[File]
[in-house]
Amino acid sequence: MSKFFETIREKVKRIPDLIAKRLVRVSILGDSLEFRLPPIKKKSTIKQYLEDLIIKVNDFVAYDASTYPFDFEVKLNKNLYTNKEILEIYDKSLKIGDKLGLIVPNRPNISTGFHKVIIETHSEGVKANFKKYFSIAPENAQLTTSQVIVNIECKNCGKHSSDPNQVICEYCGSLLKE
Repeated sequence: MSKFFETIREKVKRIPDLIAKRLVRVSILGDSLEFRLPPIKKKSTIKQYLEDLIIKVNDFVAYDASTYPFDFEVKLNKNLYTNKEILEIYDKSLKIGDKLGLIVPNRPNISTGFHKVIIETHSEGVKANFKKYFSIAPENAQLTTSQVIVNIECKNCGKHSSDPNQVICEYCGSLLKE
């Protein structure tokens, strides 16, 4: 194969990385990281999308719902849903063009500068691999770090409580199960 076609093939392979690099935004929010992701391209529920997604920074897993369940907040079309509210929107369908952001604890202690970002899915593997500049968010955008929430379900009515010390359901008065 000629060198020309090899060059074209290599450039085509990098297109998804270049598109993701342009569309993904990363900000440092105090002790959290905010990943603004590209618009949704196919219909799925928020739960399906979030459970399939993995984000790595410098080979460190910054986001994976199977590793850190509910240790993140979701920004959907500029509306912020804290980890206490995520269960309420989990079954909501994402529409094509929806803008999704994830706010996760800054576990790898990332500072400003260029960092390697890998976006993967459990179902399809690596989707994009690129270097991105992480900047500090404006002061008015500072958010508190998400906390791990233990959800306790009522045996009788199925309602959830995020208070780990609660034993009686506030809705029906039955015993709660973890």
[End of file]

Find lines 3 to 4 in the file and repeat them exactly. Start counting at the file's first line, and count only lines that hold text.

Repeated sequence: MSKFFETIREKVKRIPDLIAKRLVRVSILGDSLEFRLPPIKKKSTIKQYLEDLIIKVNDFVAYDASTYPFDFEVKLNKNLYTNKEILEIYDKSLKIGDKLGLIVPNRPNISTGFHKVIIETHSEGVKANFKKYFSIAPENAQLTTSQVIVNIECKNCGKHSSDPNQVICEYCGSLLKE
């Protein structure tokens, strides 16, 4: 194969990385990281999308719902849903063009500068691999770090409580199960 076609093939392979690099935004929010992701391209529920997604920074897993369940907040079309509210929107369908952001604890202690970002899915593997500049968010955008929430379900009515010390359901008065 000629060198020309090899060059074209290599450039085509990098297109998804270049598109993701342009569309993904990363900000440092105090002790959290905010990943603004590209618009949704196919219909799925928020739960399906979030459970399939993995984000790595410098080979460190910054986001994976199977590793850190509910240790993140979701920004959907500029509306912020804290980890206490995520269960309420989990079954909501994402529409094509929806803008999704994830706010996760800054576990790898990332500072400003260029960092390697890998976006993967459990179902399809690596989707994009690129270097991105992480900047500090404006002061008015500072958010508190998400906390791990233990959800306790009522045996009788199925309602959830995020208070780990609660034993009686506030809705029906039955015993709660973890």